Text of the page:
Deutsche Bank was AIG’s second largest counterparty

Here’s Deutsche CEO Josef Ackermann on Feb. 5, the day compensation limits were announced for TARP recipients

“If you are only going to be able to pay a $500,000 bonus, I think talent will be happy to work for us. At the end of the day, this is a people business, about who has the best talent,” he said.

His comments, made as Deutsche announced its biggest annual net loss since the second world war, come amid growing political pressure in the US and Europe for pay restrictions at banks that accept public funding. They followed Mr Obama’s description of the $18.4bn Wall Street bonus pot for 2008 as “shameful”.

Mr Ackermann and other Deutsche executives have forgone their bonuses for 2008 after the bank’s €3.9bn loss, its largest in 50 years. The bank has not received government funds.

After heavy trading losses during the last three months of 2008, he stressed Deutsche’s ability to remain a “broadly diversified investment bank”.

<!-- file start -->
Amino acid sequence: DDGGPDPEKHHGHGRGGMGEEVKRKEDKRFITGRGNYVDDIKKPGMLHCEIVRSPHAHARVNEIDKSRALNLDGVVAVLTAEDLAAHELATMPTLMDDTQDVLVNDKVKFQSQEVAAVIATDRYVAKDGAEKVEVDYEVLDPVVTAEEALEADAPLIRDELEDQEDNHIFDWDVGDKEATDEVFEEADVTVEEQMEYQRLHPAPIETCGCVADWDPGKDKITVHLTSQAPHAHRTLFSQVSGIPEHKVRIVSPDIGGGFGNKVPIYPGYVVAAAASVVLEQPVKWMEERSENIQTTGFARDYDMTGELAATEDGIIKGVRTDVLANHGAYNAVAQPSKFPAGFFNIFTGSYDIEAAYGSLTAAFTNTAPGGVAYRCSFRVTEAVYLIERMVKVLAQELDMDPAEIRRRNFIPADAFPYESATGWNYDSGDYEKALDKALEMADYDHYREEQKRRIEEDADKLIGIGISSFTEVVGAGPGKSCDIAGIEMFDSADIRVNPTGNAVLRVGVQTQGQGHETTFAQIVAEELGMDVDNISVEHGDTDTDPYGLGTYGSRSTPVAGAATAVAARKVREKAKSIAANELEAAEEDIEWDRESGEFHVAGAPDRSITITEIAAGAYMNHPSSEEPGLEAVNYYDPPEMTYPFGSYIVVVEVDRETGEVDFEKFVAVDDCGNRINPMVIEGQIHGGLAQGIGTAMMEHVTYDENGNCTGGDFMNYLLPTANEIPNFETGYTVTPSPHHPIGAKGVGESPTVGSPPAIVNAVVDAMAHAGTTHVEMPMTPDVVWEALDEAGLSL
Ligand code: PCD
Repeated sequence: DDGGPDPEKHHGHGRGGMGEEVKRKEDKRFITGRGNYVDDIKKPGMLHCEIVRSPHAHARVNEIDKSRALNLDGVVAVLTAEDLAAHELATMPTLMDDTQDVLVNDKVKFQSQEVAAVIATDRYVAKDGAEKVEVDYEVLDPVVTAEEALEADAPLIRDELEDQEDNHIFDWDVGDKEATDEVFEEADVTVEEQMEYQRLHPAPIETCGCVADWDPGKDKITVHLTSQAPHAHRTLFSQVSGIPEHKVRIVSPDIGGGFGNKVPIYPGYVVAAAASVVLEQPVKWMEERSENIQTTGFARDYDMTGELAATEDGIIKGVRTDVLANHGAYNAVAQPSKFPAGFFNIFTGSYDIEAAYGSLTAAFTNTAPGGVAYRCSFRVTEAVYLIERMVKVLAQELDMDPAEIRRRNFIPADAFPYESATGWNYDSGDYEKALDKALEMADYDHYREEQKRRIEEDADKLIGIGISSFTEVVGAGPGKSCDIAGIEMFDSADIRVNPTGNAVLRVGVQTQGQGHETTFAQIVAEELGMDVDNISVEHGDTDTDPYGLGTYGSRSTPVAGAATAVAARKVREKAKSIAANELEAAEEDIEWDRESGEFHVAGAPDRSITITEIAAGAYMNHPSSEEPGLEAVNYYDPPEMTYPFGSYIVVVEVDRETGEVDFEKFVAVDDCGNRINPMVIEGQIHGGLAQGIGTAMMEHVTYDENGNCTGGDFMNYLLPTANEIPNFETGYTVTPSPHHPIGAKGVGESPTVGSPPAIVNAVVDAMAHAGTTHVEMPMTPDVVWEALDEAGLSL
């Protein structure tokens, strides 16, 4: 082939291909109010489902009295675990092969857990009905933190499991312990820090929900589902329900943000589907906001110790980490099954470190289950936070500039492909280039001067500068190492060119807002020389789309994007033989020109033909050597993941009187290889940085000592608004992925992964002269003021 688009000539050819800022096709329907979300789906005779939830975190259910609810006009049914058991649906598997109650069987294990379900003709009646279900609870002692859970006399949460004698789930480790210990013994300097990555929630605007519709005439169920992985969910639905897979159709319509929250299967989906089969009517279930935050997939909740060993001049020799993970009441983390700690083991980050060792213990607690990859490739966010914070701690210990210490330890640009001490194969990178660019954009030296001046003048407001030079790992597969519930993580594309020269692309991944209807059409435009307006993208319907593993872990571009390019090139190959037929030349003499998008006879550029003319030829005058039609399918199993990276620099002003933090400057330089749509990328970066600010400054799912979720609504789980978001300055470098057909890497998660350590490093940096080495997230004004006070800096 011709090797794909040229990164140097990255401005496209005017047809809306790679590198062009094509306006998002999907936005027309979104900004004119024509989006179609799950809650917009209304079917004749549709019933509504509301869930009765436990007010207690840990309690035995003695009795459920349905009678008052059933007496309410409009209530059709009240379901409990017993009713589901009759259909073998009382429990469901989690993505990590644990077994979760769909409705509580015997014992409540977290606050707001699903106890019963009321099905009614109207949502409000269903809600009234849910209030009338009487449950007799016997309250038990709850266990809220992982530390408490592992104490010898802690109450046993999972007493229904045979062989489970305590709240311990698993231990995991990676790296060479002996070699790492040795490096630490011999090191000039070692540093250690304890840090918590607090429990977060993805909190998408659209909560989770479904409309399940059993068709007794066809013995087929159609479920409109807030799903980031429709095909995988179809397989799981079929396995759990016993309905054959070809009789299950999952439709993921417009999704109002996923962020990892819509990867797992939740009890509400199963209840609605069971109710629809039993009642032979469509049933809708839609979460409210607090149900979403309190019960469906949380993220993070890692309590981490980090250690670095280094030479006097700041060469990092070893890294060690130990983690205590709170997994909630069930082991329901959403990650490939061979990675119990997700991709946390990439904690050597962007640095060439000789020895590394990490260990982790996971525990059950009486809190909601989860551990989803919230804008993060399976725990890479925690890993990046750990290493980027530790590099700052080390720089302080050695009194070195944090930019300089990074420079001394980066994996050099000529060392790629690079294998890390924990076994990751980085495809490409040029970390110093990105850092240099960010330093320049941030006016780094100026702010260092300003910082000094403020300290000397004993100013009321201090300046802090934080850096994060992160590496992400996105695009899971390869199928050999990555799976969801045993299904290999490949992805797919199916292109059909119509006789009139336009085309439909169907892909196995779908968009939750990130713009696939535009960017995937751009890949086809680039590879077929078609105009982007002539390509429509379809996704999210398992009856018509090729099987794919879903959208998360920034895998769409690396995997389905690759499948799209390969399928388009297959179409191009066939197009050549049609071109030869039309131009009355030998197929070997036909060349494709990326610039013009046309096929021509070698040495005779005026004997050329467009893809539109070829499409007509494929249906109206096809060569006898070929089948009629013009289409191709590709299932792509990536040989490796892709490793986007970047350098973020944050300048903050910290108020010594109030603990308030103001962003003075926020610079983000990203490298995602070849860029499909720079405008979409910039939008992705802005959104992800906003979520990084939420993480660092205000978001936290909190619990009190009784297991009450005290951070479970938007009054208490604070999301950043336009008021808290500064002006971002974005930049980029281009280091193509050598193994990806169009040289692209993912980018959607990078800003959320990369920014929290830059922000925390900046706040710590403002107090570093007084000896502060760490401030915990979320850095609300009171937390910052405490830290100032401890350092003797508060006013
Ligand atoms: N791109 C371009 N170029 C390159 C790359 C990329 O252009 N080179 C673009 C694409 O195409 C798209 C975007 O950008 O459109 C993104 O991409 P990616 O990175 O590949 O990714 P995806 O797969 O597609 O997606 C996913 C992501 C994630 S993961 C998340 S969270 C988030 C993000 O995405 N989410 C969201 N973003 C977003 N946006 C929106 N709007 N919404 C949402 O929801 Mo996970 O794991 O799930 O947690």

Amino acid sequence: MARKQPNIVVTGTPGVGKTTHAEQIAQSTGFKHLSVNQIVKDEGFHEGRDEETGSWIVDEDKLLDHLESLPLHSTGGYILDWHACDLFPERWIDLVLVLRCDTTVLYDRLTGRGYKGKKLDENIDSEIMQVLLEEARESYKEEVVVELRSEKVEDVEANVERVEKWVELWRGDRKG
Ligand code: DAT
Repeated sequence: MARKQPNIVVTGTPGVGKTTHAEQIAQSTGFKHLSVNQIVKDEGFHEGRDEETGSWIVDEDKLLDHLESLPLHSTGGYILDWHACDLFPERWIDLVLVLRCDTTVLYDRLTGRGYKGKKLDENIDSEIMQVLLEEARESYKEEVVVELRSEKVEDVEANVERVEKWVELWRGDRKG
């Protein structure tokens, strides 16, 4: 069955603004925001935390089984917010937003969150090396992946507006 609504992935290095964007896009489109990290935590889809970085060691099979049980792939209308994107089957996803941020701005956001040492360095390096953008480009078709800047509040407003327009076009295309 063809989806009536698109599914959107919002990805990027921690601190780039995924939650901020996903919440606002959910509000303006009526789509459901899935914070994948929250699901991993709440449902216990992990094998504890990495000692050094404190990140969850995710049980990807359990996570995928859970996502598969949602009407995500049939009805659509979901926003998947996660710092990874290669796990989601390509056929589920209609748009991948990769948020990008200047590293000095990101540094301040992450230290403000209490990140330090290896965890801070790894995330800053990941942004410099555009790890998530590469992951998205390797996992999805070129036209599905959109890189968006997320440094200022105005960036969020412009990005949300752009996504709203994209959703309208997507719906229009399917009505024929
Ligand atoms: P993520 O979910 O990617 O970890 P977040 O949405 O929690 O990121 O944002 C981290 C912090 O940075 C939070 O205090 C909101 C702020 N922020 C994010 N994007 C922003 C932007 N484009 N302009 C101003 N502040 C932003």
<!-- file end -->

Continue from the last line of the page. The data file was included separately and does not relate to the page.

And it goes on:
Now we know that the assertion, "The bank has not received government funds", is false. Mr. Ackermann’s bank received billions in U.S government funds, as did UBS, Societe General, and Barclays, all of which have large operations in the U.S.

During last week’s Senate hearing on AIG , while refusing to name the counterparty names, Fed Vice Chairman and Wall Steet pool boy, Donald Kohn, acknowledged the "moral hazard" stemming from the bailout.

Fed Vice Chairman Donald Kohn conceded that the government’s action helped the firms avoid losses and as a result "will reduce their incentive to be careful in the future."

That’s right. And they are now in a position to pay outrageous bonuses to the very Wall Street cowboys whose recklessness created the problem in the first place. Those employees will have every incentive to take even greater risks. Why not? The sucker U.S. taxpayers will bail them out of their bad counterparty risk decisions.

Lest this come off as xenophobic, foreign firms aren’t my only concern. Good old, all-American Goldman Sachs, AIG’s largest counterparty, is saying they will repay the TARP money this year to avoid compensation limits, and many analysts believe they are in a position to do so.

If they don’t want compensation limits, then let them buy back their shit assets at the same price that the American taxpayers paid for them.

I have written to all of my representatives about this, and I hope you will, too. Particularly if Chris Dodd is your Senator or Barney Frank is your representative, I urge you to do so.